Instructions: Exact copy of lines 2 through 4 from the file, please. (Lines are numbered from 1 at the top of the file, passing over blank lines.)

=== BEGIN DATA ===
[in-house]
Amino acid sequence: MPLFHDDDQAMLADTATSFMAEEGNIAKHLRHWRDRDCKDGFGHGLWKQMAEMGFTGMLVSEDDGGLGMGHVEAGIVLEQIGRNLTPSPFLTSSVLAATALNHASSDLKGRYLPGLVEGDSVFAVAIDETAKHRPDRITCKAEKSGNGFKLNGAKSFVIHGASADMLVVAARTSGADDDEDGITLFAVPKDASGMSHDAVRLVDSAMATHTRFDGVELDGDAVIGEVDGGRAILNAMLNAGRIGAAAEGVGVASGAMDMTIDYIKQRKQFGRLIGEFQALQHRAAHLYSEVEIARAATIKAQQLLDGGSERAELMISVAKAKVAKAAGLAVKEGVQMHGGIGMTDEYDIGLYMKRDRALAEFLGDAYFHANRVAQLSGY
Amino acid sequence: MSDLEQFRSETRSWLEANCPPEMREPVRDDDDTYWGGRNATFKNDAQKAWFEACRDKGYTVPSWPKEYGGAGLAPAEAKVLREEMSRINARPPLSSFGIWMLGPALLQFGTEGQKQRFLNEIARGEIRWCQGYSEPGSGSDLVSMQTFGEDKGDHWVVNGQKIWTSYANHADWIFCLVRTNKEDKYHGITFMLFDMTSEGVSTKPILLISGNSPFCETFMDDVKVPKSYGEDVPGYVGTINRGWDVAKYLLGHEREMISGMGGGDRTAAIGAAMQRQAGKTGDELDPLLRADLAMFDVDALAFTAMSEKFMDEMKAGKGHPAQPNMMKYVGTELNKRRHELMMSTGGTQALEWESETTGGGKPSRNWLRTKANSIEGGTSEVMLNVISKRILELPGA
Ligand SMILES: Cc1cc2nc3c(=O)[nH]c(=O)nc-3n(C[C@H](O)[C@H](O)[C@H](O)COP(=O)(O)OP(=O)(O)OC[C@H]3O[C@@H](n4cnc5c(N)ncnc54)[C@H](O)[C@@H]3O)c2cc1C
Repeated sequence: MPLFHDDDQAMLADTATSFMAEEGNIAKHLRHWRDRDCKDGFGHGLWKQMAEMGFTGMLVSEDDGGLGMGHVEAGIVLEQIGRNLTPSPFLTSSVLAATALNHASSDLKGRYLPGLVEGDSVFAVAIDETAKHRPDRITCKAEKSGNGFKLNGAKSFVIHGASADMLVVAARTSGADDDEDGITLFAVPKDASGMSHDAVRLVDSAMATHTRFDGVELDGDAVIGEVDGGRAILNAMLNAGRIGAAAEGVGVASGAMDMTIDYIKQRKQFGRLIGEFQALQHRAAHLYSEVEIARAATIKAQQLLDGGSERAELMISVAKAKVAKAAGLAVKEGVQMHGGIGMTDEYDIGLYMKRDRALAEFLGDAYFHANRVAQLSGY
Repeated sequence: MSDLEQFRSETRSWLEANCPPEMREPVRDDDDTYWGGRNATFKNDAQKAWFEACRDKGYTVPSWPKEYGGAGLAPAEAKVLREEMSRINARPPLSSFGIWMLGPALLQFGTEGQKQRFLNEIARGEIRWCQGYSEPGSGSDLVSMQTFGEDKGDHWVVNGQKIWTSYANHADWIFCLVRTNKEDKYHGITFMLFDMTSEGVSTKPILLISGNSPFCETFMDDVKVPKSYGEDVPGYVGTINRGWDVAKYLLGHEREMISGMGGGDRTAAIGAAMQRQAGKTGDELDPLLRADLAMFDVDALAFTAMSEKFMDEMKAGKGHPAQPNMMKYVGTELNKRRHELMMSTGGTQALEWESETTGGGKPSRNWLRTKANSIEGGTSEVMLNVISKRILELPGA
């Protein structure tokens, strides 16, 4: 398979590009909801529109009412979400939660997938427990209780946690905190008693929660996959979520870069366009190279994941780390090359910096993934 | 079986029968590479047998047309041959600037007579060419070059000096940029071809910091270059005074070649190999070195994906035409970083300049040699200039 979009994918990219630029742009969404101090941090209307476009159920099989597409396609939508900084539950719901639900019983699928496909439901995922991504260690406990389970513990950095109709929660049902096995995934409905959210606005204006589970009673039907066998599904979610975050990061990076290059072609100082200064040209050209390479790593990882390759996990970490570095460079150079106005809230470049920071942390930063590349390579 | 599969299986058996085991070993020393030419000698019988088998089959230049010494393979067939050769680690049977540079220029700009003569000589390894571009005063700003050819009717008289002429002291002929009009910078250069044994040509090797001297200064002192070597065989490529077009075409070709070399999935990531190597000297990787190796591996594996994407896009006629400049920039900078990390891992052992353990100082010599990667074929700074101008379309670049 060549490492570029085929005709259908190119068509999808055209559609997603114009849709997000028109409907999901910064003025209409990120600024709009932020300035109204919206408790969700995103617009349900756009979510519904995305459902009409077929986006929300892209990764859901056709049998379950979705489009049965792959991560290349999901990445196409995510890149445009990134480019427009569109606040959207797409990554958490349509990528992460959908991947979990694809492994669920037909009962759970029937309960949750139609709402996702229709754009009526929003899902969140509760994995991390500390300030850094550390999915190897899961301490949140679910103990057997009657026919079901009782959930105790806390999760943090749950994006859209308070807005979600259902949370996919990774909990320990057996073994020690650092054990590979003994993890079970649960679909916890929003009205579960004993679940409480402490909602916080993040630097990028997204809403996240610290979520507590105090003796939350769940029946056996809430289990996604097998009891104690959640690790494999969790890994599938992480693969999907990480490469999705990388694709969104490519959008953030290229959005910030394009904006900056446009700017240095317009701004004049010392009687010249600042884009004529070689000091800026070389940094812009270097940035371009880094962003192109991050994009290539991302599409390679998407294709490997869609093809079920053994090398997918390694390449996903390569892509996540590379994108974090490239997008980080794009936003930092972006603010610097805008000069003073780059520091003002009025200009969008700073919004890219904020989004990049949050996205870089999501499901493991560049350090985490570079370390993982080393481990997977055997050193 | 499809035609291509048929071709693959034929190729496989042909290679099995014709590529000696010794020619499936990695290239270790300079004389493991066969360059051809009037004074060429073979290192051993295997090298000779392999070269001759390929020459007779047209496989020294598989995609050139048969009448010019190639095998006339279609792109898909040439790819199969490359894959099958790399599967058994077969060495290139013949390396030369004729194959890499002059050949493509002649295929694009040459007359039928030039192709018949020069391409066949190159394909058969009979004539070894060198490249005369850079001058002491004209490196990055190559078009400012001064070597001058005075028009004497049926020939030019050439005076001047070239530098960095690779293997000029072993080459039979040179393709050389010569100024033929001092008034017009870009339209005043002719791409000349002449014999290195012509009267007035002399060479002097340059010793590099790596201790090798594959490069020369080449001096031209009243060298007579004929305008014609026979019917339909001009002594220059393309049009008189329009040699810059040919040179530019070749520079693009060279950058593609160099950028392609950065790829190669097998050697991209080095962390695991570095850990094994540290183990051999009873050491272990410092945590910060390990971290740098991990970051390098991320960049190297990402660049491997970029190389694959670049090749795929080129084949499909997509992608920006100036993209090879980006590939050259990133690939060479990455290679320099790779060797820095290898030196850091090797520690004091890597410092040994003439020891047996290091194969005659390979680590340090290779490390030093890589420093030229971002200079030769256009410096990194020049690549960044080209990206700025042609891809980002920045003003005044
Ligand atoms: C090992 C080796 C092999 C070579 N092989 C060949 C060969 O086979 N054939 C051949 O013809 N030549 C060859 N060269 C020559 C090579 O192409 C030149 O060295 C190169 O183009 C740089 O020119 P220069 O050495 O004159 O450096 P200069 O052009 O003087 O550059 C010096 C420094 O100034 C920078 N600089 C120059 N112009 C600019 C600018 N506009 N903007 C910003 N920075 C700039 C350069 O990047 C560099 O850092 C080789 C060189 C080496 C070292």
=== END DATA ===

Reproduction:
Amino acid sequence: MPLFHDDDQAMLADTATSFMAEEGNIAKHLRHWRDRDCKDGFGHGLWKQMAEMGFTGMLVSEDDGGLGMGHVEAGIVLEQIGRNLTPSPFLTSSVLAATALNHASSDLKGRYLPGLVEGDSVFAVAIDETAKHRPDRITCKAEKSGNGFKLNGAKSFVIHGASADMLVVAARTSGADDDEDGITLFAVPKDASGMSHDAVRLVDSAMATHTRFDGVELDGDAVIGEVDGGRAILNAMLNAGRIGAAAEGVGVASGAMDMTIDYIKQRKQFGRLIGEFQALQHRAAHLYSEVEIARAATIKAQQLLDGGSERAELMISVAKAKVAKAAGLAVKEGVQMHGGIGMTDEYDIGLYMKRDRALAEFLGDAYFHANRVAQLSGY
Amino acid sequence: MSDLEQFRSETRSWLEANCPPEMREPVRDDDDTYWGGRNATFKNDAQKAWFEACRDKGYTVPSWPKEYGGAGLAPAEAKVLREEMSRINARPPLSSFGIWMLGPALLQFGTEGQKQRFLNEIARGEIRWCQGYSEPGSGSDLVSMQTFGEDKGDHWVVNGQKIWTSYANHADWIFCLVRTNKEDKYHGITFMLFDMTSEGVSTKPILLISGNSPFCETFMDDVKVPKSYGEDVPGYVGTINRGWDVAKYLLGHEREMISGMGGGDRTAAIGAAMQRQAGKTGDELDPLLRADLAMFDVDALAFTAMSEKFMDEMKAGKGHPAQPNMMKYVGTELNKRRHELMMSTGGTQALEWESETTGGGKPSRNWLRTKANSIEGGTSEVMLNVISKRILELPGA
Ligand SMILES: Cc1cc2nc3c(=O)[nH]c(=O)nc-3n(C[C@H](O)[C@H](O)[C@H](O)COP(=O)(O)OP(=O)(O)OC[C@H]3O[C@@H](n4cnc5c(N)ncnc54)[C@H](O)[C@@H]3O)c2cc1C